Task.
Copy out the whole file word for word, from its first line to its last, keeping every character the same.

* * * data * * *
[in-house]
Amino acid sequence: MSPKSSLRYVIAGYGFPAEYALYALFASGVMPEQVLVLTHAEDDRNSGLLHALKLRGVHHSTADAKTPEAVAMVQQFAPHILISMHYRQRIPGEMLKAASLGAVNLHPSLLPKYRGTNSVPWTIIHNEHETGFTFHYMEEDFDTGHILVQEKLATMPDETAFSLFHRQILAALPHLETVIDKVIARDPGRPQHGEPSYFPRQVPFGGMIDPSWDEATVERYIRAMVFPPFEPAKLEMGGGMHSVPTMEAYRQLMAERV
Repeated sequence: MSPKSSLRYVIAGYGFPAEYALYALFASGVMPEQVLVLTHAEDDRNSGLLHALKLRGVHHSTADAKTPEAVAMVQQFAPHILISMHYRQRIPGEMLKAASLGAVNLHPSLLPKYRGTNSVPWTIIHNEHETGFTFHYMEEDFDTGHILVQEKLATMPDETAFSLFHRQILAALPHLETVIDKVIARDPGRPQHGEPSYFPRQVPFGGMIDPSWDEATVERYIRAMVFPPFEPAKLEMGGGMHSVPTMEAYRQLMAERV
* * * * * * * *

[in-house]
Amino acid sequence: MSPKSSLRYVIAGYGFPAEYALYALFASGVMPEQVLVLTHAEDDRNSGLLHALKLRGVHHSTADAKTPEAVAMVQQFAPHILISMHYRQRIPGEMLKAASLGAVNLHPSLLPKYRGTNSVPWTIIHNEHETGFTFHYMEEDFDTGHILVQEKLATMPDETAFSLFHRQILAALPHLETVIDKVIARDPGRPQHGEPSYFPRQVPFGGMIDPSWDEATVERYIRAMVFPPFEPAKLEMGGGMHSVPTMEAYRQLMAERV
Repeated sequence: MSPKSSLRYVIAGYGFPAEYALYALFASGVMPEQVLVLTHAEDDRNSGLLHALKLRGVHHSTADAKTPEAVAMVQQFAPHILISMHYRQRIPGEMLKAASLGAVNLHPSLLPKYRGTNSVPWTIIHNEHETGFTFHYMEEDFDTGHILVQEKLATMPDETAFSLFHRQILAALPHLETVIDKVIARDPGRPQHGEPSYFPRQVPFGGMIDPSWDEATVERYIRAMVFPPFEPAKLEMGGGMHSVPTMEAYRQLMAERV